SAINT-JEAN-SUR-RICHELIEU Quebec (Reuters) - Canadian police said on Tuesday they had arrested a suspected militant as he was leaving the country, took away his passport and talked to him several times but had no chance of preventing him from killing a soldier.
Martin Rouleau, a 25-year-old who converted to Islam last year, rammed his car into two soldiers in the Quebec town of Saint-Jean-sur-Richelieu on Monday and was shot dead by police. A 53-year-old adjutant died in the attack.
The incident, the first fatal attack on Canadian soil tied to Islamic militants, occurred after Canada announced this month it was joining the battle against Islamic State fighters who have taken over parts of Iraq and Syria.
Rouleau was among 90 people being tracked by the Royal Canadian Mounted Police (RCMP) on suspicion of taking part in militant activities abroad or planning to do so.
Martine Fontaine, the RCMP official who is responsible for national security matters in Quebec, said police had never come up with enough evidence to lay charges against Rouleau and could not have predicted the attack.
“We can’t arrest somebody for having radical thoughts. It’s not a crime in Canada,” she told a news conference in Montreal.
“It was very difficult to prevent and stop him. Even if he had been under surveillance yesterday morning, we didn’t know of his intention to use his car as a weapon,” she said.
Fontaine said police had become aware of Rouleau in June when they studied his Facebook site and concluded he was becoming radicalized and wanted to leave Canada to fight abroad.
As Rouleau was about to fly to Turkey in July, police arrested him on grounds that he might be about to commit an act of terror abroad.
“We had reasons to stop him,” Fontaine said, adding that police never could come up with enough evidence that he intended to commit a crime either in Canada or abroad.
The RCMP took away his passport to use as evidence and then met him several times in a bid to persuade him to change his ways. Police said that at their last meeting on Oct. 9 he gave them some reason to believe he would modify his behavior, so they stopped their surveillance.
Canadian security officials have worried for years about the threat of radicalized young men, and the concern became more intense after Canada sent six fighter jets to take part in the campaign against Islamic State militants in Iraq. Ottawa uses the term radicalized to refer to those who support militant Islam.
“What took place yesterday is clearly linked to terrorist ideology,” federal Public Safety Minister Steven Blaney told reporters in Saint-Jean-sur-Richelieu.
The government said on Tuesday it had raised its terrorism threat level to medium from low because of a rise in “general chatter” from radical Islamist groups such as Islamic State and Al Qaeda, and not because of a specific threat.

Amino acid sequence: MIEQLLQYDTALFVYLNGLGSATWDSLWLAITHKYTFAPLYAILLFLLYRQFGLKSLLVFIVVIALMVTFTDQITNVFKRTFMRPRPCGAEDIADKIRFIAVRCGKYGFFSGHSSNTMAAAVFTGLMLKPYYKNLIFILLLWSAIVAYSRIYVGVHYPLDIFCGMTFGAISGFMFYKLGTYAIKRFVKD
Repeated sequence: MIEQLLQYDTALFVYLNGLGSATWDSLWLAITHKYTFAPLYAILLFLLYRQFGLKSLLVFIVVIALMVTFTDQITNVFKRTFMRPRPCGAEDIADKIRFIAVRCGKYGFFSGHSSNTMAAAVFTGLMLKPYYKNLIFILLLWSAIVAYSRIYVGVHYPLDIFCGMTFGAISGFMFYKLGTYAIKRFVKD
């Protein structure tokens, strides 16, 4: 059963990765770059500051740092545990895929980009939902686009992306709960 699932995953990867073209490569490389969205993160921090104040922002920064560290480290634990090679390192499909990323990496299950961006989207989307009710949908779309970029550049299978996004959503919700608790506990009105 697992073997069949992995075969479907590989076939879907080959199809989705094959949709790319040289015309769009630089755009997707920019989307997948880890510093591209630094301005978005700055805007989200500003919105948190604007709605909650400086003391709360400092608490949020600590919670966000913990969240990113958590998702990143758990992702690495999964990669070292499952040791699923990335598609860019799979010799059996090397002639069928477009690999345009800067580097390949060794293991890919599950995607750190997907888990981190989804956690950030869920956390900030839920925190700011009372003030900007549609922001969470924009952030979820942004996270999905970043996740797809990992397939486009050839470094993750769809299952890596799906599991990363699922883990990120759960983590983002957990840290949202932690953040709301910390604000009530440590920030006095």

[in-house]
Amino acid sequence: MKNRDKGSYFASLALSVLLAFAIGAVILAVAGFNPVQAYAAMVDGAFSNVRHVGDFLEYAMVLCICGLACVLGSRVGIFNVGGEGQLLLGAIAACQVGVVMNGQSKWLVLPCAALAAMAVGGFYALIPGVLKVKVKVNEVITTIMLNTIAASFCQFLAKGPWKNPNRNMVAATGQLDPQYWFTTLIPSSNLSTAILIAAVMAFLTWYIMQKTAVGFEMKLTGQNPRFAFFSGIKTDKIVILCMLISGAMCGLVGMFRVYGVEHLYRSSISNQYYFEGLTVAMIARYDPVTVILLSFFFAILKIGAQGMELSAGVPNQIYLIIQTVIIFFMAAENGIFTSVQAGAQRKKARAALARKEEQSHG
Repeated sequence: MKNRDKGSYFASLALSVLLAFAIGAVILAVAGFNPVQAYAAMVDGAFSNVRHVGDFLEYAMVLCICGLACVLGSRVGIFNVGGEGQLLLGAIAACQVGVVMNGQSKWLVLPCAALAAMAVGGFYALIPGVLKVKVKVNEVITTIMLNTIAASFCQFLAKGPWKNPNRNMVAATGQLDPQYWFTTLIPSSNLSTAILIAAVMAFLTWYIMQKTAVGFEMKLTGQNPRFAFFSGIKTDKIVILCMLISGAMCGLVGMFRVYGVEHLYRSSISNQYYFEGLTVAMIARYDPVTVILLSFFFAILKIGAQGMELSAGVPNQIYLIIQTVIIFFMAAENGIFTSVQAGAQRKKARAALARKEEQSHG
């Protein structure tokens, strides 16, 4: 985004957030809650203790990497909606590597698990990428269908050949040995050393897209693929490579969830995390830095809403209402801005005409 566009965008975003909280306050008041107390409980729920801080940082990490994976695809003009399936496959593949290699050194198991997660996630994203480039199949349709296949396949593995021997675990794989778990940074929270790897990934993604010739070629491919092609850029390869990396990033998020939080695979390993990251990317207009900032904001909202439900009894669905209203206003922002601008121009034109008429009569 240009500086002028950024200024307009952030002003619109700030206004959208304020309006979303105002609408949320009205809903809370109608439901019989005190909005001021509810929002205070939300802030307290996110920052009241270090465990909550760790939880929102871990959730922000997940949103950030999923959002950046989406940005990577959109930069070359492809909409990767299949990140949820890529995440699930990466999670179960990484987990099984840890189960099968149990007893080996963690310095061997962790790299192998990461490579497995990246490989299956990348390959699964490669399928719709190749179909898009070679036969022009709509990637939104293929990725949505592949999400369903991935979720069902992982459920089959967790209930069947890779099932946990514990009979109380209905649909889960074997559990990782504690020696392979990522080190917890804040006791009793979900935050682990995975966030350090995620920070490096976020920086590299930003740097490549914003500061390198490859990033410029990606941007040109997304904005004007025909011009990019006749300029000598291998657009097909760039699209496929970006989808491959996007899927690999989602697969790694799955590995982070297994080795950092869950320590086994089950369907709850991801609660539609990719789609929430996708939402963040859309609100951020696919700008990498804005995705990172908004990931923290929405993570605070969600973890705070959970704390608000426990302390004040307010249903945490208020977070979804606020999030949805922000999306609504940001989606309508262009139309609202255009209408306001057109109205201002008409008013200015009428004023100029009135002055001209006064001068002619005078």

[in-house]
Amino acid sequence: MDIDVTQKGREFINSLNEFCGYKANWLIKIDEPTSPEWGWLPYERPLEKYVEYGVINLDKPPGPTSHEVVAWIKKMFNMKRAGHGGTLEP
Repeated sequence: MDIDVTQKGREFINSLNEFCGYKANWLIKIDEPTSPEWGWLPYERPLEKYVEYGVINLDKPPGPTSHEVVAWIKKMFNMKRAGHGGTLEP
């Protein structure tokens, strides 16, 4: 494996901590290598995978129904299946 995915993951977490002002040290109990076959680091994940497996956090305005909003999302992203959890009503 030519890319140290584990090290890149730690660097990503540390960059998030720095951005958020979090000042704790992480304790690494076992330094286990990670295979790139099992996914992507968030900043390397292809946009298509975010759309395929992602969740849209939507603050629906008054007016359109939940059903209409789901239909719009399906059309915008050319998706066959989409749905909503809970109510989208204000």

The Canadian Security Intelligence Service (CSIS) spy agency says it is aware of at least 50 Canadians involved in terrorist-related activities with Islamic State and other militant groups in the Middle East.
The government said last week it planned to boost the powers of CSIS to track potential militants when they travel abroad.
RED FLAGS ON SOCIAL MEDIA
Rouleau’s Facebook and Twitter accounts, which media reports said he ran under the name Ahmad Rouleau, show he converted to Islam in 2013 and became increasingly political in April 2014.
According to legal documents, his full name is Martin Couture-Rouleau, though police gave his name as Rouleau-Couture on Tuesday.
The entries on Ahmad Rouleau's Facebook page (here) promote Islam as the true religion and Christianity and atheism as false, and some posts have a political tone.
Amarnath Amarasingam, a researcher at Dalhousie University in Halifax, Nova Scotia who studies the foreign fighter phenomenon, said he had been following Rouleau on social media for about six months.
Amarasingam said Rouleau was quoting the Koran in November 2013, indicating he had converted by then. He began referring to “hypocrites” in April, which Amarasingam said typically refers to Western Muslims who have compromised to fit in and not undertaken an attack on the West.
Efforts by Reuters to talk to Rouleau’s father and other members of his family were unsuccessful.
The father told television network TVA that he last saw his son Monday morning and did not notice any difference in his behavior. “If I had sensed that there was any danger, I would have saved him,” he said.
With additional reporting by Jeffrey Hodgson in Toronto and David Ljunggren and Randall Palmer in Ottawa; Writing by Andrea Hopkins; Editing by Jeffrey Benkoe, Amran Abocar, Peter Galloway and Cynthia Osterman
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